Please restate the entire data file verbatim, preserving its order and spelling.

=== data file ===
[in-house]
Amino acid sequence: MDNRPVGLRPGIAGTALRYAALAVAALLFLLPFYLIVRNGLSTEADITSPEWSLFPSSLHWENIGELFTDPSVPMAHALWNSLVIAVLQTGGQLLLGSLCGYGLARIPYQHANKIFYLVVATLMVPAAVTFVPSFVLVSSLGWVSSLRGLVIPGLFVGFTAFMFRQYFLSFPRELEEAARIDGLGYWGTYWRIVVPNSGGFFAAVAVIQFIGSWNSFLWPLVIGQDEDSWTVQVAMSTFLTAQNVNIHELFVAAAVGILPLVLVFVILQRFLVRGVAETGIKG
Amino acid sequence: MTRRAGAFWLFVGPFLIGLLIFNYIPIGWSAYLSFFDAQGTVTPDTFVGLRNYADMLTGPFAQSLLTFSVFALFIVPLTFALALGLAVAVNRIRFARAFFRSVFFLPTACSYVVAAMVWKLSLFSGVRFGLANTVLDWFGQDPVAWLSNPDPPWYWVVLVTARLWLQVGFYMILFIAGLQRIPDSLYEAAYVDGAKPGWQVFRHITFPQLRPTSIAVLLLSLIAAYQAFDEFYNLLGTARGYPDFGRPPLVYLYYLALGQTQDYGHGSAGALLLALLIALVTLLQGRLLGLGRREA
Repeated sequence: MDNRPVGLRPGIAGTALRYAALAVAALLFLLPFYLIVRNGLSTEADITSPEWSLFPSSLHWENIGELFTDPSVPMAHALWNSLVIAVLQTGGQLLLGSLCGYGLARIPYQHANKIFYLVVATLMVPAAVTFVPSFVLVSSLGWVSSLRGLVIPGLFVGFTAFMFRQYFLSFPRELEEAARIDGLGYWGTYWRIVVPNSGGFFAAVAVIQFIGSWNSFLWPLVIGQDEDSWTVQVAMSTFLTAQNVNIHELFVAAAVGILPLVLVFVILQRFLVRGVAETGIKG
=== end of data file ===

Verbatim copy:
[in-house]
Amino acid sequence: MDNRPVGLRPGIAGTALRYAALAVAALLFLLPFYLIVRNGLSTEADITSPEWSLFPSSLHWENIGELFTDPSVPMAHALWNSLVIAVLQTGGQLLLGSLCGYGLARIPYQHANKIFYLVVATLMVPAAVTFVPSFVLVSSLGWVSSLRGLVIPGLFVGFTAFMFRQYFLSFPRELEEAARIDGLGYWGTYWRIVVPNSGGFFAAVAVIQFIGSWNSFLWPLVIGQDEDSWTVQVAMSTFLTAQNVNIHELFVAAAVGILPLVLVFVILQRFLVRGVAETGIKG
Amino acid sequence: MTRRAGAFWLFVGPFLIGLLIFNYIPIGWSAYLSFFDAQGTVTPDTFVGLRNYADMLTGPFAQSLLTFSVFALFIVPLTFALALGLAVAVNRIRFARAFFRSVFFLPTACSYVVAAMVWKLSLFSGVRFGLANTVLDWFGQDPVAWLSNPDPPWYWVVLVTARLWLQVGFYMILFIAGLQRIPDSLYEAAYVDGAKPGWQVFRHITFPQLRPTSIAVLLLSLIAAYQAFDEFYNLLGTARGYPDFGRPPLVYLYYLALGQTQDYGHGSAGALLLALLIALVTLLQGRLLGLGRREA
Repeated sequence: MDNRPVGLRPGIAGTALRYAALAVAALLFLLPFYLIVRNGLSTEADITSPEWSLFPSSLHWENIGELFTDPSVPMAHALWNSLVIAVLQTGGQLLLGSLCGYGLARIPYQHANKIFYLVVATLMVPAAVTFVPSFVLVSSLGWVSSLRGLVIPGLFVGFTAFMFRQYFLSFPRELEEAARIDGLGYWGTYWRIVVPNSGGFFAAVAVIQFIGSWNSFLWPLVIGQDEDSWTVQVAMSTFLTAQNVNIHELFVAAAVGILPLVLVFVILQRFLVRGVAETGIKG